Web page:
We had a big outreach event over the weekend called Insectapalooza. It was a lot of fun; these kinds of events are always a great way to get people excited about insects (and nature in general). I spent the day near a bumblebee hive discussing the life history of bumblebees and other bees with hundreds of people. (I ended up calling bumblebees “winnie the pooh bees” because they build honey pots instead of honey combs.)
One of our rooms was a butterfly room. The kids love it, they can interact with butterflies and moths as they flit freely about. On one hand, I think this is great; the kids are super excited about them. But on the other hand, the insects do suffer a bit. These butterflies were from all over the world, so they can’t be released (and we are heading into winter so they would die if we did release them).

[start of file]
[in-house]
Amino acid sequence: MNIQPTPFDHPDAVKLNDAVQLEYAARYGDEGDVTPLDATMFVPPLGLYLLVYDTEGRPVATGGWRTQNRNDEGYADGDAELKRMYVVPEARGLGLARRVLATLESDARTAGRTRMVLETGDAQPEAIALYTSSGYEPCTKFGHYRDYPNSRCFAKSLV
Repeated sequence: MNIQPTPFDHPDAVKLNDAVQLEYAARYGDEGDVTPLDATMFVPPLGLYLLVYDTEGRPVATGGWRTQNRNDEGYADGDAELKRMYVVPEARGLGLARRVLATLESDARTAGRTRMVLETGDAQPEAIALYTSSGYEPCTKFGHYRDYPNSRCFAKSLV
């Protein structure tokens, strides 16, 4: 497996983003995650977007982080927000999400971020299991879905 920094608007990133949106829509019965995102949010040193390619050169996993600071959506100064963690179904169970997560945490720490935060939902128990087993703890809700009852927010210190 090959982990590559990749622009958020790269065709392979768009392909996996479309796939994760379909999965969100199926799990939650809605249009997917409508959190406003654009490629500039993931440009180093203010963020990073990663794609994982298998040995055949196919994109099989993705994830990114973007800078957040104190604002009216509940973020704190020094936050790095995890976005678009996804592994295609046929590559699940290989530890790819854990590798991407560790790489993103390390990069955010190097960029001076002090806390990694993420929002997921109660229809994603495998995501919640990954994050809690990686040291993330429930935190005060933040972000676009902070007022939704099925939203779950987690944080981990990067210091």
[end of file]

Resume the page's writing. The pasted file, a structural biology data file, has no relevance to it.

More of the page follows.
I asked for the opportunity to photograph them before they die (or in the case of the more traumatized ones, just after they did). I don’t know why, I guess I just wanted to preserve their beauty for a little longer.
Butterflies are very ephemeral things anyway. The adult stage does not usually last long, and they are bombarded by all sorts of threats and predators. But still, it is a bit sad to see them this way…
So here is my pictorial eulogy in honour of the beauty of these butterflies, that gave their lives to inspire a love of nature with the world.